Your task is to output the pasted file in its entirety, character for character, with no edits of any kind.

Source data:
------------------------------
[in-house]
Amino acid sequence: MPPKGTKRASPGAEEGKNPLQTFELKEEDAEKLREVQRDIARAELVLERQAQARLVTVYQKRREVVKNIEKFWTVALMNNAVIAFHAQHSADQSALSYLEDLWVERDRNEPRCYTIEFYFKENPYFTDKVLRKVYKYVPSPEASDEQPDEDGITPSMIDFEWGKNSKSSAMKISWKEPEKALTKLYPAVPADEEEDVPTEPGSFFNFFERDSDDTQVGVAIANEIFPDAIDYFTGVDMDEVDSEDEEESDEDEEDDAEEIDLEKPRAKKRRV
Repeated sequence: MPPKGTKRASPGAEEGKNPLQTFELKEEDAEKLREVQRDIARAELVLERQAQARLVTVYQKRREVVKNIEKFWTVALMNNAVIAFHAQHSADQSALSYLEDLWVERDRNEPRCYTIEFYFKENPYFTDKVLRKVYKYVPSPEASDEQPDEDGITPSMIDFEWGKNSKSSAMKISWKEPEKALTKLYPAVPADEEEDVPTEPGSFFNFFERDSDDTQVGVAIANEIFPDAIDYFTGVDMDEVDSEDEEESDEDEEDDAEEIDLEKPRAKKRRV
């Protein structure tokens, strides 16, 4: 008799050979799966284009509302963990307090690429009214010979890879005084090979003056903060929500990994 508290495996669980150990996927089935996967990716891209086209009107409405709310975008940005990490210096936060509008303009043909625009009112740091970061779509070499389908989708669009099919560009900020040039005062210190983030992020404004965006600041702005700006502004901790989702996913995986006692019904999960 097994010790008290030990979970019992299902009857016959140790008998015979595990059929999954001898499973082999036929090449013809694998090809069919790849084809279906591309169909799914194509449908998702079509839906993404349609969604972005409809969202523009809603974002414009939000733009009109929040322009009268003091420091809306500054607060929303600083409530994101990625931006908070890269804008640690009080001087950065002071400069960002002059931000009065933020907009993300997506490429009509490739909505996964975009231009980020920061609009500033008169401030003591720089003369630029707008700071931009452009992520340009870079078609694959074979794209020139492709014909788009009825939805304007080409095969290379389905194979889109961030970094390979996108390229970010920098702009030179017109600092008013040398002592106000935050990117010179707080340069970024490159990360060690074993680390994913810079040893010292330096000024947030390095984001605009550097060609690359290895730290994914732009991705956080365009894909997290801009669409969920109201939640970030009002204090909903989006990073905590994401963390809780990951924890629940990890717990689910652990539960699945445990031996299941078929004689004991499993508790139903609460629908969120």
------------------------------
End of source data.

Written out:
[in-house]
Amino acid sequence: MPPKGTKRASPGAEEGKNPLQTFELKEEDAEKLREVQRDIARAELVLERQAQARLVTVYQKRREVVKNIEKFWTVALMNNAVIAFHAQHSADQSALSYLEDLWVERDRNEPRCYTIEFYFKENPYFTDKVLRKVYKYVPSPEASDEQPDEDGITPSMIDFEWGKNSKSSAMKISWKEPEKALTKLYPAVPADEEEDVPTEPGSFFNFFERDSDDTQVGVAIANEIFPDAIDYFTGVDMDEVDSEDEEESDEDEEDDAEEIDLEKPRAKKRRV
Repeated sequence: MPPKGTKRASPGAEEGKNPLQTFELKEEDAEKLREVQRDIARAELVLERQAQARLVTVYQKRREVVKNIEKFWTVALMNNAVIAFHAQHSADQSALSYLEDLWVERDRNEPRCYTIEFYFKENPYFTDKVLRKVYKYVPSPEASDEQPDEDGITPSMIDFEWGKNSKSSAMKISWKEPEKALTKLYPAVPADEEEDVPTEPGSFFNFFERDSDDTQVGVAIANEIFPDAIDYFTGVDMDEVDSEDEEESDEDEEDDAEEIDLEKPRAKKRRV
């Protein structure tokens, strides 16, 4: 008799050979799966284009509302963990307090690429009214010979890879005084090979003056903060929500990994 508290495996669980150990996927089935996967990716891209086209009107409405709310975008940005990490210096936060509008303009043909625009009112740091970061779509070499389908989708669009099919560009900020040039005062210190983030992020404004965006600041702005700006502004901790989702996913995986006692019904999960 097994010790008290030990979970019992299902009857016959140790008998015979595990059929999954001898499973082999036929090449013809694998090809069919790849084809279906591309169909799914194509449908998702079509839906993404349609969604972005409809969202523009809603974002414009939000733009009109929040322009009268003091420091809306500054607060929303600083409530994101990625931006908070890269804008640690009080001087950065002071400069960002002059931000009065933020907009993300997506490429009509490739909505996964975009231009980020920061609009500033008169401030003591720089003369630029707008700071931009452009992520340009870079078609694959074979794209020139492709014909788009009825939805304007080409095969290379389905194979889109961030970094390979996108390229970010920098702009030179017109600092008013040398002592106000935050990117010179707080340069970024490159990360060690074993680390994913810079040893010292330096000024947030390095984001605009550097060609690359290895730290994914732009991705956080365009894909997290801009669409969920109201939640970030009002204090909903989006990073905590994401963390809780990951924890629940990890717990689910652990539960699945445990031996299941078929004689004991499993508790139903609460629908969120």